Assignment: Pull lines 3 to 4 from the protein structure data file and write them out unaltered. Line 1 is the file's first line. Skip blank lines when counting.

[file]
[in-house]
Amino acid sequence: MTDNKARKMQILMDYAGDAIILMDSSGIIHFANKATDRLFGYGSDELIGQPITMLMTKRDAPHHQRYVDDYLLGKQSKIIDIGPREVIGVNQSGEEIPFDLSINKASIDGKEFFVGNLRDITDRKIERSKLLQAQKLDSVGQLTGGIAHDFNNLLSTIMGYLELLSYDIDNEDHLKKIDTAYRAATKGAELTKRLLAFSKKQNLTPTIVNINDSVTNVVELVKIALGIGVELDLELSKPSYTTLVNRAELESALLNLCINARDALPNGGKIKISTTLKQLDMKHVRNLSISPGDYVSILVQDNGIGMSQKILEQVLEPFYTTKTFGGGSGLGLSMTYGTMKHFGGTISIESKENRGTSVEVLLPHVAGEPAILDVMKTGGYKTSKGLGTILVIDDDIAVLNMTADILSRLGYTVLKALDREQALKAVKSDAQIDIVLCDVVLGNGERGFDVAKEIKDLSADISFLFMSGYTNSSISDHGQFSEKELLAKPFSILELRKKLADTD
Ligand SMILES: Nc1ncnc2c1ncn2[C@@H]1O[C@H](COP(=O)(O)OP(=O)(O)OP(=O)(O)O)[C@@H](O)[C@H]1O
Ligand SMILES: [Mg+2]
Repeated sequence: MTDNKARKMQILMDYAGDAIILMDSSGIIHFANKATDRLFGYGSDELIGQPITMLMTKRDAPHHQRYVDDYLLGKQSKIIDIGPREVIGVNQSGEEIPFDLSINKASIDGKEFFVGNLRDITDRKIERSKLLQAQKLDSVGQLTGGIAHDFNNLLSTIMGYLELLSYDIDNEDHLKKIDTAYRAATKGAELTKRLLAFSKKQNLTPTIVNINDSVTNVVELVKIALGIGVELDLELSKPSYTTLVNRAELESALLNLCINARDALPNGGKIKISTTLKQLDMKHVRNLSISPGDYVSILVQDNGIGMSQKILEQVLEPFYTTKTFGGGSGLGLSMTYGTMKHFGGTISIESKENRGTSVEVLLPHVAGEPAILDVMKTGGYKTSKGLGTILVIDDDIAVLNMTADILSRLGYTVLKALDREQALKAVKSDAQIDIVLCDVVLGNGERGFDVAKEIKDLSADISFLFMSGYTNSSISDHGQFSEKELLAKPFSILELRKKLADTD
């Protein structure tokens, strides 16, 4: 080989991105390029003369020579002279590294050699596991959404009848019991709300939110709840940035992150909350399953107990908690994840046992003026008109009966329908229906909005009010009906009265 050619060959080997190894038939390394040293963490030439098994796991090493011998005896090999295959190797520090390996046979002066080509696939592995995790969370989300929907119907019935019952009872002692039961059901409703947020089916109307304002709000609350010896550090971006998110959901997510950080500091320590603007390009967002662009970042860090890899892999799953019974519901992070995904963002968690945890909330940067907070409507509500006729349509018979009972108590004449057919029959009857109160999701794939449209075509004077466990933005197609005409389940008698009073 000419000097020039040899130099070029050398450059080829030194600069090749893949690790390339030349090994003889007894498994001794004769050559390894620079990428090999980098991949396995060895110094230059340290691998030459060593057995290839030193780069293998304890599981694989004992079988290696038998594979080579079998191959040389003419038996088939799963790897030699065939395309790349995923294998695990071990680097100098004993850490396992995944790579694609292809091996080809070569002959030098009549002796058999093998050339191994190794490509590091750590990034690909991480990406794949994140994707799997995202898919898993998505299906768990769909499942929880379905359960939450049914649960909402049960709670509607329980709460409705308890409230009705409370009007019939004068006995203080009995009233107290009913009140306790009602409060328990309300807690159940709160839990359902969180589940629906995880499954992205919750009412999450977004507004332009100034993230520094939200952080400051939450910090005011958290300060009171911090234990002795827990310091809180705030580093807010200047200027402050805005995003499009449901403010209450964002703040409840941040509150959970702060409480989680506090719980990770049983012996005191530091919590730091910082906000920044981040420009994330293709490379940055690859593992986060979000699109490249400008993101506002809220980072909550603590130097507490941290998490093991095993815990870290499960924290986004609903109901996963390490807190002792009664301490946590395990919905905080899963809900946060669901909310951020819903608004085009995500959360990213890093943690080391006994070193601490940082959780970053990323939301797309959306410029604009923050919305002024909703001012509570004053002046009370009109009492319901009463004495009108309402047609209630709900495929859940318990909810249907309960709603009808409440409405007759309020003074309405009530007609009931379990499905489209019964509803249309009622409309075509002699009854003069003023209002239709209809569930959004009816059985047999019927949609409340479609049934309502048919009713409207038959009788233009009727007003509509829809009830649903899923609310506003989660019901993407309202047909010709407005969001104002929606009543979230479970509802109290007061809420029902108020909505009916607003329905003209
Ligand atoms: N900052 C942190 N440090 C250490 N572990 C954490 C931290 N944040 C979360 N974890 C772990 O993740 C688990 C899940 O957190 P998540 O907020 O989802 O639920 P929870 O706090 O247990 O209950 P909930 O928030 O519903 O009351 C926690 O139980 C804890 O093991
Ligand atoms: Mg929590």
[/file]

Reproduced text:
Ligand SMILES: Nc1ncnc2c1ncn2[C@@H]1O[C@H](COP(=O)(O)OP(=O)(O)OP(=O)(O)O)[C@@H](O)[C@H]1O
Ligand SMILES: [Mg+2]